Abner Mikva devoted his life to public service in all three branches of the federal government, and in state government as well. He spent 10 years in the Illinois House of Representatives before being elected to the U.S. Congress in 1968.
In 1979, President Jimmy Carter nominated Mikva to the federal appeals court in the District of Columbia. He was on the bench for 15 years, the last four as chief judge. He left the federal court in 1994 to become White House counsel for President Bill Clinton. He then returned to Chicago to teach at the UChicago Law School. In 1997, he and his wife, Zoe, PhB’47, AM’51, created the Mikva Challenge, a nonpartisan organization to encourage Chicago high school students to get involved in the democratic process.
In nominating Mikva, UChicago Prof. Charles Lipson wrote: “His volunteer efforts on behalf of Chicago and Illinois are manifold. In countless ways, Ab Mikva represents the highest level of honorable public service.”
Mikva is the 13th recipient of the Benton Medal, created in 1967 to honor Sen. William H. Benton on the occasion of his 25th anniversary as chairman and publisher of Encyclopaedia Britannica. The Benton Medal recognizes persons who have rendered distinguished public service in the field of education, which extends to include anyone who has contributed in a systematic and distinguished way to shaping minds and disseminating knowledge.
Presenting Mikva at Convocation will be Lipson, the Peter B. Ritzma Professor in Political Science and the College.
Josephine Lee is the artistic director and president of the Chicago Children’s Choir, which serves more than 3,500 annually through programs in 65 Chicago schools, nine after-school neighborhood programs and the Voice of Chicago ensemble.
Under her leadership, the Chicago Children’s Choir has solidified longstanding partnerships with Chicago’s renowned arts institutions, including the Chicago Symphony Orchestra, Lyric Opera and Ravinia Festival. She has also expanded the choir’s artistic breadth through celebrated collaborations with acclaimed theater and dance organizations.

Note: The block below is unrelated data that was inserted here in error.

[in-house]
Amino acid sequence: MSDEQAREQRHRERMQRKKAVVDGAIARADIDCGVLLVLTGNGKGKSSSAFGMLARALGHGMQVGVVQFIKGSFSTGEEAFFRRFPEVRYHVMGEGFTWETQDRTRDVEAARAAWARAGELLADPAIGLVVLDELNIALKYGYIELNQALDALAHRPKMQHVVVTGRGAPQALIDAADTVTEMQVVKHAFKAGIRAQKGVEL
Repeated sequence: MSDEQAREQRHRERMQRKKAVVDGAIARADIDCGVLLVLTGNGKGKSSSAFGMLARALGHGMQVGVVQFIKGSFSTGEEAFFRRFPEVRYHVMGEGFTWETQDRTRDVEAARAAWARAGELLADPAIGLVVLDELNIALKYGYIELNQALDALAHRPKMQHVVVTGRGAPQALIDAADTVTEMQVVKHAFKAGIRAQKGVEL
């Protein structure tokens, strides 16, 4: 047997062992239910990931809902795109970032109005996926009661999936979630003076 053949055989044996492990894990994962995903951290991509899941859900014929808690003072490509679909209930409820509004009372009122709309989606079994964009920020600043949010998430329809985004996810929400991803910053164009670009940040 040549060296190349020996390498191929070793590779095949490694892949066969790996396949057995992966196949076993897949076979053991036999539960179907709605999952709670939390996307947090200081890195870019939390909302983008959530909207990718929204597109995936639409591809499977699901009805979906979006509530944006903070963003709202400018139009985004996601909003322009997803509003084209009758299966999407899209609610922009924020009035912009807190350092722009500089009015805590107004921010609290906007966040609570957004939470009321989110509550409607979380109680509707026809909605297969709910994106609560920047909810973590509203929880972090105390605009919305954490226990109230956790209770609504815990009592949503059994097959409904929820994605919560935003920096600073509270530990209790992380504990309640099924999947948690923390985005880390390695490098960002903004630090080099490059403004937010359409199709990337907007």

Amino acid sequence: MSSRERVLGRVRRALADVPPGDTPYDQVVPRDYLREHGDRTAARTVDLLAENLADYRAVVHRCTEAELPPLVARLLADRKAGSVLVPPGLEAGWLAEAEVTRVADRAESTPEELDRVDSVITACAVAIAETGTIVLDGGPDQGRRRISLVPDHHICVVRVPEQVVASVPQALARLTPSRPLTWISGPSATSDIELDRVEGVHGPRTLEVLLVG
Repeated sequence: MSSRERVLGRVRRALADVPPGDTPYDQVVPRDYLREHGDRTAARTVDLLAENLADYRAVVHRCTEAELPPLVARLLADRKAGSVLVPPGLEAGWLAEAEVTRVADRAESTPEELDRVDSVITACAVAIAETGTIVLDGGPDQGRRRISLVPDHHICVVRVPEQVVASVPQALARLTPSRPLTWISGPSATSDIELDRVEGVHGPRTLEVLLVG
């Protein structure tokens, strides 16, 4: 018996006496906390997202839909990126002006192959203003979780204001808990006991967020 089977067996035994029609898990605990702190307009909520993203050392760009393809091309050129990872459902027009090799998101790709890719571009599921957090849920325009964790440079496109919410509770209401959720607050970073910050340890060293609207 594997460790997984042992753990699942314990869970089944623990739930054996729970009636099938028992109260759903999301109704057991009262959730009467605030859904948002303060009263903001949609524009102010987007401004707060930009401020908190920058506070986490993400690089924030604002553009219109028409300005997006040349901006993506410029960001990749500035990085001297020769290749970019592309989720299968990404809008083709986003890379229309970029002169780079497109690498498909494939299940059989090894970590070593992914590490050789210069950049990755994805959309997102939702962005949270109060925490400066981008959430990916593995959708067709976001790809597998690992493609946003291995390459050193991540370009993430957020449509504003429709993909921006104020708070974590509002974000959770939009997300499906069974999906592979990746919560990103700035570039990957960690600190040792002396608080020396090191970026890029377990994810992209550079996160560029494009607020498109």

In 2002, Chorus America named Lee the first Robert Shaw Conducting Fellow. In 2006, the Chicago Tribune named her a “Chicagoan of the Year in the Arts,” and in 2007, she was honored as a Distinguished Musician by the Union League Club of Chicago. In 2011, Lee was invited to serve on Mayor Rahm Emanuel’s Arts & Culture Transition Committee.
Lee received a bachelor’s degree in piano performance from DePaul University and a master’s degree in conducting from Northwestern University. She is the 50th recipient of the Rosenberger Medal, established in 1917 by Mr. and Mrs. Jesse L. Rosenberger. The medal recognizes achievement through research, in authorship, in invention, for discovery, for unusual public service or for anything “deemed of great benefit to humanity.”
Presenting Lee at Convocation will be Robert L. Kendrick, professor in Music and the College, and chair of the Music Department.
Nominations for the Benton and Rosenberger Medals are submitted by members of the faculty, evaluated by the faculty Committee on Awards and Prizes and voted upon by the Council of the University Senate.
The president of the University extends an invitation to both the Benton and Rosenberger nominees to receive their medals during the Spring Quarter Convocation. The nominees also are invited to give a public lecture or workshop the following academic year.